As a student that is studying to teach history to high school students, I realize the importance of this subject. However, not all people, especially high school students in today’s society may see the need to learn and to study history. It is very important to learn history for many reasons. Three big reasons are that history gives students a sense of community and humility, it teaches students how to be a responsible citizen and how government is influenced by the people, and lastly, the mere study of history trains minds in how to research and find evidence for facts.
First, learning history will give students a sense of community. We can see this in the way that history and social studies are taught at the various age levels. In elementary school, students learn about community leaders such as police officers, firefighters, and teachers. As they get older, their worldview gets larger because they begin to learn about world history and then United States history. This knowledge of the world around them helps to first instill a sense of self in students and then to instill a sense of understanding of others and community. The curriculum is spiraled this way to help make real world connections from a young age. As the students grow older, their idea and understanding of the world grows larger and the curriculum helps this fact. An example of this in younger students is that it is common practice is to have students research their family history and where their family originated from. This will help provide a sense of self for the student while relating their life to other locations in the world like where their family came from and where other students’ families came from. Learning history can really help to generate a sense of self and relation with the world in young students and older students alike. Without this sense of self and of togetherness that comes from learning history, people would not know how to relate to others and more importantly, would not have any idea of a self identity. If they cannot meet these two goals, then everyone is mostly on their own. History provides a way to develop these two senses of self and togetherness. Starting from a young age and setting a solid foundation for the learning of history is an important step toward that goal.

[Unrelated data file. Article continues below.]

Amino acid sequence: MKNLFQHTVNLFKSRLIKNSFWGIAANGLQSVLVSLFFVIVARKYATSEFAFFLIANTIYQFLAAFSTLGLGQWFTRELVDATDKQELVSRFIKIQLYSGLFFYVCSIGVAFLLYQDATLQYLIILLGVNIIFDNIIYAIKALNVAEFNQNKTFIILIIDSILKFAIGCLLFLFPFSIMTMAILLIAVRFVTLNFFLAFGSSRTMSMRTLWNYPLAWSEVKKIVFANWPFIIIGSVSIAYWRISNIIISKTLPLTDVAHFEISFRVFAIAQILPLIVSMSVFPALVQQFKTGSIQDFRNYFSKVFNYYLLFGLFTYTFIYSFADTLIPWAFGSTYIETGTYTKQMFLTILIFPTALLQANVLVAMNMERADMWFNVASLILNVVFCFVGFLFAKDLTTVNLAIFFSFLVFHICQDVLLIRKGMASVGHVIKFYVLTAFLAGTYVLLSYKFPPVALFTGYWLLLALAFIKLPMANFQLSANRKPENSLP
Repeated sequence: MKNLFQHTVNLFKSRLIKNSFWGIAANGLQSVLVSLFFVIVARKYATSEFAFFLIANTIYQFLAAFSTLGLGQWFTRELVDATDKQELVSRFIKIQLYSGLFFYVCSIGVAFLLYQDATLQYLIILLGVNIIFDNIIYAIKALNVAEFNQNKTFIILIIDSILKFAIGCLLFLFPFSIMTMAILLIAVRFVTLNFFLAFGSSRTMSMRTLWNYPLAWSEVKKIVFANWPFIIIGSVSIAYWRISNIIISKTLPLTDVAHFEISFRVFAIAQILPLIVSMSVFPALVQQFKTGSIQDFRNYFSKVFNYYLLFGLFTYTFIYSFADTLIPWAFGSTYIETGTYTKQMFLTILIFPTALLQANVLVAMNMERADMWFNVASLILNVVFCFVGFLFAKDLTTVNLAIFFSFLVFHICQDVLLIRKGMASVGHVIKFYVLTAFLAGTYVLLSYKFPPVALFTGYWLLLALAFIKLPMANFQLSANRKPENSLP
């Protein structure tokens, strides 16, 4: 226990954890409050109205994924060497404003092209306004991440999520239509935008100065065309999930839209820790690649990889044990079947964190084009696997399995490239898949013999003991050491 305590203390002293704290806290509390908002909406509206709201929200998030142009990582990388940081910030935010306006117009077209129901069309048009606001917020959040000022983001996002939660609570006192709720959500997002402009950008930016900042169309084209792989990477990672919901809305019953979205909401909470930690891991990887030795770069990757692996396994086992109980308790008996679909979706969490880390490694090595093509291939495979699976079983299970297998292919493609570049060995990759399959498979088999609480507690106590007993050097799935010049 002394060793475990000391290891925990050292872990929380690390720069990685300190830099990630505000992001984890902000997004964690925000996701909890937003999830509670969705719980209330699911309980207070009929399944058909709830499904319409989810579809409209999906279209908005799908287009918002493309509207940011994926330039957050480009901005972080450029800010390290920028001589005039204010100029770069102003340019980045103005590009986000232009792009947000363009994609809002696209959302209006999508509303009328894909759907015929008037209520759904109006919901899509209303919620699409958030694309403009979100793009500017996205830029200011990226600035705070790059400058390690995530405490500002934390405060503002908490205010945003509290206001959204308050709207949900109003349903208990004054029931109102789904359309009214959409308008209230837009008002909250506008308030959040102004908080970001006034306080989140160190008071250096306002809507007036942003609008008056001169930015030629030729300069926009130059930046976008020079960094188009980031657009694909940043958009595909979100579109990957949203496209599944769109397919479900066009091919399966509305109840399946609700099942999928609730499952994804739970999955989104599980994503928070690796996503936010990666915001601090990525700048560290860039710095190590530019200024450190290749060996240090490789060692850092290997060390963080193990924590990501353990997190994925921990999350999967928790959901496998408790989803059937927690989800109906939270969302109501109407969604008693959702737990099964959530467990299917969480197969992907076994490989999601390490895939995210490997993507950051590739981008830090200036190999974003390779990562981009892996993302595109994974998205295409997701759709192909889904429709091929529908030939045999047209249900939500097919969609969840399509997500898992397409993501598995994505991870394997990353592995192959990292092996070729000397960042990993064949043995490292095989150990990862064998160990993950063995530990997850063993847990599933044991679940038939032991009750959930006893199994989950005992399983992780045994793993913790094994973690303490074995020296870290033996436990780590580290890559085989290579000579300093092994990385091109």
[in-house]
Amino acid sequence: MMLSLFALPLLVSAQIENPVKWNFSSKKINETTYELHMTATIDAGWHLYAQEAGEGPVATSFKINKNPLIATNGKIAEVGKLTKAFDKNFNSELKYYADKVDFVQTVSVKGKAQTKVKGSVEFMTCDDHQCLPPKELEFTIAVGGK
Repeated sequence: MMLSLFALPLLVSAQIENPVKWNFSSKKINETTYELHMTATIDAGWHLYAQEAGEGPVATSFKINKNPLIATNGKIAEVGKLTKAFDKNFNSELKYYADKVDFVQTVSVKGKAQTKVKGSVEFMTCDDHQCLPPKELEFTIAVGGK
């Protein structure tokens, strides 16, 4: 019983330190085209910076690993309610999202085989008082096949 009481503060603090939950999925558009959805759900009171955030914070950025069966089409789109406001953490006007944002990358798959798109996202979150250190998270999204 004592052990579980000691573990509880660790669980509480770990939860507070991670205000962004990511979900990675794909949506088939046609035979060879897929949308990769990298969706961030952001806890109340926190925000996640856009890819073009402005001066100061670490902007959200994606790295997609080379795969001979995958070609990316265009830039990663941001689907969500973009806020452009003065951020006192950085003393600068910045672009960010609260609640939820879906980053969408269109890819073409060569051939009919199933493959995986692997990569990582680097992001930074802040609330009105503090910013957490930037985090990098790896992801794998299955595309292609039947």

Next, students should learn history and social studies because it teaches them how to be good citizens and to understand their role in government. History is a gateway to civics and the inner workings of government. Once students learn about the foundations of the United States and the government, then they will understand what it means to be a United States citizen and learn the rights that they have as laid out in the founding documents. If students did not learn history and about the founding of the country and our government, then they would be unaware of their rights, the workings of the government and would not know how participate in government. On the most general level, teaching civics to students through history is essentially the same as training the next generation of world leaders and citizens that are to instill the same principles in the generation after them. If we fail to learn about our history as it fits in the world then we will not a have a foundation to build upon to make the next generation that much stronger than the previous. History teaches students how to become good citizens. Building off of the previous sections of this paper, having a good sense of self and your interconnectedness with the rest of the world is one half of being a good citizen. The other part is knowing and exercising your rights as a citizen, such as petitioning the government, voting and even running for political office if you choose to. Having a knowledge of other people and yourself will help to shape your own political views and will enable you to work within the government system that we have (and you learned) to help improve society for all people. Understanding our role in government is critical to affecting public policy and the betterment of society.